|Morphologies and ages of star cluster pairs and multiplets in the Small Magellanic Cloud|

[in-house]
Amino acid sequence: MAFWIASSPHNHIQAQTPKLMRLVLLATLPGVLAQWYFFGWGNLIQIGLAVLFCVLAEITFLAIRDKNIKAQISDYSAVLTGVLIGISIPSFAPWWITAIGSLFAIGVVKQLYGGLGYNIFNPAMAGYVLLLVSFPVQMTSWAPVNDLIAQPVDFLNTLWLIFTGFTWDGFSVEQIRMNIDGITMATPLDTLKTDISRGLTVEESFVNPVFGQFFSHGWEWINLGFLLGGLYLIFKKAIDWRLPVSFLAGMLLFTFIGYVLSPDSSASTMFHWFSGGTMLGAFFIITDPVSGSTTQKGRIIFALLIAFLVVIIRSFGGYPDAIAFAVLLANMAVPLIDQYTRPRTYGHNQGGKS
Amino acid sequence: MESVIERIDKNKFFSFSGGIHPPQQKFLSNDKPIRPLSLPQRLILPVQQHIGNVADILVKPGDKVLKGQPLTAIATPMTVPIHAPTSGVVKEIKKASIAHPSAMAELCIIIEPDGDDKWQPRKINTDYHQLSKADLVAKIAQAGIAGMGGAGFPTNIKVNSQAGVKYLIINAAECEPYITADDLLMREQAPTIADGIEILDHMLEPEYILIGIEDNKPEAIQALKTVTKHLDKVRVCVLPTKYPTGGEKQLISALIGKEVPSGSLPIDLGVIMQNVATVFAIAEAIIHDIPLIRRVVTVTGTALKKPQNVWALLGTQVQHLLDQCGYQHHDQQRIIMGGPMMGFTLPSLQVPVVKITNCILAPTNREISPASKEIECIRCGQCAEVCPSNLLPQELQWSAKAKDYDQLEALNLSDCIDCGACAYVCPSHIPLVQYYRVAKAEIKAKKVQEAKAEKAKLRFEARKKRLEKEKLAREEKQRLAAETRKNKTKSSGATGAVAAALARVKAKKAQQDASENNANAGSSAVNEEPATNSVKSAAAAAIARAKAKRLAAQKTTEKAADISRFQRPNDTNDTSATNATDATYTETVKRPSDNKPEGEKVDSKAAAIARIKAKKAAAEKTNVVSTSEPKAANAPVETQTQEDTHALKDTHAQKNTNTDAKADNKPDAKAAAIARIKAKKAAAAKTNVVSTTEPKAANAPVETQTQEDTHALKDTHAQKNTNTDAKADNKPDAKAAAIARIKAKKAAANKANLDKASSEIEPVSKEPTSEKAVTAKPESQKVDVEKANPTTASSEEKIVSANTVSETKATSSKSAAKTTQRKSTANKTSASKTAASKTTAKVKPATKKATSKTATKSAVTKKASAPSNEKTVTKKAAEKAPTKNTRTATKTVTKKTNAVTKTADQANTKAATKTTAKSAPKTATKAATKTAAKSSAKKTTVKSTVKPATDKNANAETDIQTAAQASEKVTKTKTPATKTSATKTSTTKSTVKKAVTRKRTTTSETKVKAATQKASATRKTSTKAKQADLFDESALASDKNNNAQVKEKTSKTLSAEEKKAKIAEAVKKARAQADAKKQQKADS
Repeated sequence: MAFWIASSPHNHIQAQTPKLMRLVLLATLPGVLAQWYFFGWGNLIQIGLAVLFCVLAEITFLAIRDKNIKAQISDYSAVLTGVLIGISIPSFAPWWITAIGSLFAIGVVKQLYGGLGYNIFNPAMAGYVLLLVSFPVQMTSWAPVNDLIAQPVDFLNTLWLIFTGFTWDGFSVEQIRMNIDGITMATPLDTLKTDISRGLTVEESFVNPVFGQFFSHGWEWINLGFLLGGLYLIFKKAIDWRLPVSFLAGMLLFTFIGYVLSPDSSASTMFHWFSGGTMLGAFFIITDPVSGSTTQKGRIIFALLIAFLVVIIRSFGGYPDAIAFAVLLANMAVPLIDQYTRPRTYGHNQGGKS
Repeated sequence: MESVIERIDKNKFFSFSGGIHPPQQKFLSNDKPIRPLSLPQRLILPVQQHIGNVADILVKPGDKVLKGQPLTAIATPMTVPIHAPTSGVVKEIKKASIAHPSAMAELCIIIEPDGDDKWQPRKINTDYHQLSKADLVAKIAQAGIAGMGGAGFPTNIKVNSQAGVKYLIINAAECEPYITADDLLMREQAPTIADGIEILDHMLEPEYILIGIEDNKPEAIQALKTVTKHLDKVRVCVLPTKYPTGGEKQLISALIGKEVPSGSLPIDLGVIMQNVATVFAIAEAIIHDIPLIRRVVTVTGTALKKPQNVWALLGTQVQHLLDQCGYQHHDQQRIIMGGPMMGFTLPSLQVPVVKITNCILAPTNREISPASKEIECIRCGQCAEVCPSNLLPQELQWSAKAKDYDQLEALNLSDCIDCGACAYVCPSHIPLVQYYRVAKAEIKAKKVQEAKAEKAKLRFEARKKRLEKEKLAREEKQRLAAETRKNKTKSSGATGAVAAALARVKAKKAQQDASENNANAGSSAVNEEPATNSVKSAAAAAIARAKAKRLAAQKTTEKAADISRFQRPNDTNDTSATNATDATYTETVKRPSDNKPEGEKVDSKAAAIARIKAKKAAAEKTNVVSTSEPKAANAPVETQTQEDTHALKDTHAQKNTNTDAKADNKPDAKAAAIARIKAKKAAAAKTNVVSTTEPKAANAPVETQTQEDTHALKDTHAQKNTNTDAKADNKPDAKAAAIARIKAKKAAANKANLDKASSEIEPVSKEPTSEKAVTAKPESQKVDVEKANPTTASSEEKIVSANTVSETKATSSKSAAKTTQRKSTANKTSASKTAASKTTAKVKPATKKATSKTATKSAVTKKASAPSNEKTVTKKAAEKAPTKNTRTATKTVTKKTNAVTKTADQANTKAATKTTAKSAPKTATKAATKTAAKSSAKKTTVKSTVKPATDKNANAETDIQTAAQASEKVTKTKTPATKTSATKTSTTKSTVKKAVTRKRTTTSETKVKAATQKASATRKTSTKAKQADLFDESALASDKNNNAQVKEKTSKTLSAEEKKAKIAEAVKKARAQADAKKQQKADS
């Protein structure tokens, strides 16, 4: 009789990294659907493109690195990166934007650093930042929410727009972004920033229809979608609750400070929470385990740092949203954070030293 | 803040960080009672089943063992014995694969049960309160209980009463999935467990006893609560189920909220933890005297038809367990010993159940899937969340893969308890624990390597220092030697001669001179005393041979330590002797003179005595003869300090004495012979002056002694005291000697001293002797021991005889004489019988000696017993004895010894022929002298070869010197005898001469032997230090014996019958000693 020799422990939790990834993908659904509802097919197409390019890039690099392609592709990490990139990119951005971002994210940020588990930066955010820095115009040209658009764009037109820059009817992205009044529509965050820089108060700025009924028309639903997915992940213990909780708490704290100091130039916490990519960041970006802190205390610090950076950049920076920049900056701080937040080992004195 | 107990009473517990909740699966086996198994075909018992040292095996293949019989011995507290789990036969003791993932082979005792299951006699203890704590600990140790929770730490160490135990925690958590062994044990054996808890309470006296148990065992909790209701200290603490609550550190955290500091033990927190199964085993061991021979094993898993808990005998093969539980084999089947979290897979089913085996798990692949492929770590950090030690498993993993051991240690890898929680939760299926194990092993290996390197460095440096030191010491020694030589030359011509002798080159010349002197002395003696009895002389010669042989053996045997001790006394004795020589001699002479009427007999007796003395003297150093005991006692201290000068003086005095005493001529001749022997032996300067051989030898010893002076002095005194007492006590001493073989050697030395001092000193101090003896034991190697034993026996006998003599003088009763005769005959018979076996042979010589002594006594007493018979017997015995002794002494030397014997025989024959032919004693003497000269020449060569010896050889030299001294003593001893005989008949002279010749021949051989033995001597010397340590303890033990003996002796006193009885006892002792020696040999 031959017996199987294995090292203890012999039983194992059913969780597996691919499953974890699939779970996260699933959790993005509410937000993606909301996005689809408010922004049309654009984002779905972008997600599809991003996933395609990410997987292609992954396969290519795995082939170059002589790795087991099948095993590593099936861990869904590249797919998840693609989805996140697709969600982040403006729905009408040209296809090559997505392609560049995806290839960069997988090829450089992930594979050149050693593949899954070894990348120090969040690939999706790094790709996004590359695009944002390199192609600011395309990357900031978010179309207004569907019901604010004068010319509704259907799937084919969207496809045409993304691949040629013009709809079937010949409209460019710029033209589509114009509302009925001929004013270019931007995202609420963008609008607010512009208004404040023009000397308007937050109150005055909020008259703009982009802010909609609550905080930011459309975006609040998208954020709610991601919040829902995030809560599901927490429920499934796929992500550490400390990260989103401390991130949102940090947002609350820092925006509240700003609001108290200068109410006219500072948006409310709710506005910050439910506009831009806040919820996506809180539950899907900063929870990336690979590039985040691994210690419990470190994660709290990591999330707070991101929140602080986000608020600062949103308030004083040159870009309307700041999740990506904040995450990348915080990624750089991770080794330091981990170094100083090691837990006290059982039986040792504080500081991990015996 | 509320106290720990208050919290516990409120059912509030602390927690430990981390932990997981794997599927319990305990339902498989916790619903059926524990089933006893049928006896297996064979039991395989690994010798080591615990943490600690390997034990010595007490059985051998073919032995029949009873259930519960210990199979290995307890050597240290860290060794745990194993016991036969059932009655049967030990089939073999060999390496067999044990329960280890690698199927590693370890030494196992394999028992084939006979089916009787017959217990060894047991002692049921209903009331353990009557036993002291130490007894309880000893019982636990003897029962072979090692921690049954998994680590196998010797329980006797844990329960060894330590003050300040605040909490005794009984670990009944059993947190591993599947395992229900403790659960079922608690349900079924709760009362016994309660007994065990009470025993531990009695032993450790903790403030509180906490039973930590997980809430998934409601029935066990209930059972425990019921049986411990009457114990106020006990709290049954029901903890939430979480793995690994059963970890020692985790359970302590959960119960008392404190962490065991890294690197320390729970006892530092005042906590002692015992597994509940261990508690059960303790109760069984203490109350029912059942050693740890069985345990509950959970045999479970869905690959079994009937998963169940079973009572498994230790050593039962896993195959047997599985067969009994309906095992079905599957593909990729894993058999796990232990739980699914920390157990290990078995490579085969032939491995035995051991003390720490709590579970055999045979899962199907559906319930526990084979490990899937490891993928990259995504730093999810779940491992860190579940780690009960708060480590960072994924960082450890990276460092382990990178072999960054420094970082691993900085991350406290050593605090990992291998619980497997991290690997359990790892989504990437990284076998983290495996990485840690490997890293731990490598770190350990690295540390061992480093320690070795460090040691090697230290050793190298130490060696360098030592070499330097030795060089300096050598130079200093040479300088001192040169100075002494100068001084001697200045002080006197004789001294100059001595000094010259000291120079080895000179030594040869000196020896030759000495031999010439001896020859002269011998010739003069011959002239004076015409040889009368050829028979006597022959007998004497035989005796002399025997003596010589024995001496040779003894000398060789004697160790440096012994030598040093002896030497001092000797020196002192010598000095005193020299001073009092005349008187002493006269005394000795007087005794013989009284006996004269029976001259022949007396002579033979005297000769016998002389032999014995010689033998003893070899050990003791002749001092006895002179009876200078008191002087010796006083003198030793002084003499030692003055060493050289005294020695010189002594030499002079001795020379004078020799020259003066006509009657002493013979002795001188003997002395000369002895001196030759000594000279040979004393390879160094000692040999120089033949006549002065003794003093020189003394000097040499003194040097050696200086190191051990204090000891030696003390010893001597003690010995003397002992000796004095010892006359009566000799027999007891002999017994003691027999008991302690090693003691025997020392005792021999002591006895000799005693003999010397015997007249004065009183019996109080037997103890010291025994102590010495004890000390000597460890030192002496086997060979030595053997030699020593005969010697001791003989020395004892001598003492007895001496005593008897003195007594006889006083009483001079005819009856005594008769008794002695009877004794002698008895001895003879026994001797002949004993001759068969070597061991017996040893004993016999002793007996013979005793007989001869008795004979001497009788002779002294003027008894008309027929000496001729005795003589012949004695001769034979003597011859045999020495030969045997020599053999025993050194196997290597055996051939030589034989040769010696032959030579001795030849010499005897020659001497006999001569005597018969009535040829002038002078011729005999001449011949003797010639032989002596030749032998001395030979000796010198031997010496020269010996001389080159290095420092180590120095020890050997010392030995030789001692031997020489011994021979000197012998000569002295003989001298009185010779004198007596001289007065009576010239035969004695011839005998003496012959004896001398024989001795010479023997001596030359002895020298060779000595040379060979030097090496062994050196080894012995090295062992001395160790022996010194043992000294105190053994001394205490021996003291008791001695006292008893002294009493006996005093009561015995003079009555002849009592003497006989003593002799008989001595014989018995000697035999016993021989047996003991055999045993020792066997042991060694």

An isophotal atlas of 75 star cluster pairs and multiplets in the SmallMagellanic Cloud is presented, comprising 176 objects. They areconcentrated in the SMC main body. The isophotal contours were made fromDigitized Sky Survey* images and showed relevant structuralfeatures possibly related to interactions in about 25% of the sample.Previous N-body simulations indicate that such shapes could be due totidal tails, bridges or common envelopes. The diameter ratio between themembers of a pair is preferentially in the range 1 - 2, with a peak at1. The projected separation is in the range ~ 3 - 22 pc with apronounced peak at ~ 13 pc. For 91 objects it was possible to deriveages from Colour-Magnitude Diagrams using the OGLE-II photometricsurvey. The cluster multiplets in general occur in OB stellarassociations and/or HII region complexes. This indicates a common originand suggests that multiplets coalesce into pairs or single clusters in ashort time scale. Pairs in the SMC appear to be mostly coeval andconsequently captures are a rare phenomenon. We find evidence that starcluster pairs and multiplets may have had an important role in thedynamical history of clusters presently seen as large single objects.The images in this study are based on photographic data obtained usingthe UK Schmidt Telescope, which was operated by the Royal ObservatoryEdinburgh, with funding from the UK Science and Engineering ResearchCouncil, until 1988 June, and thereafter by the Anglo-AustralianObservatory. Original plate material is copyright by the RoyalObservatory Edinburgh and the Anglo-Australian Observatory. The plateswere processed into the present compressed digital form with theirpermission. The Digitized Sky Survey was produced at the Space TelescopeScience Institute under US Government grant NAG W-2166.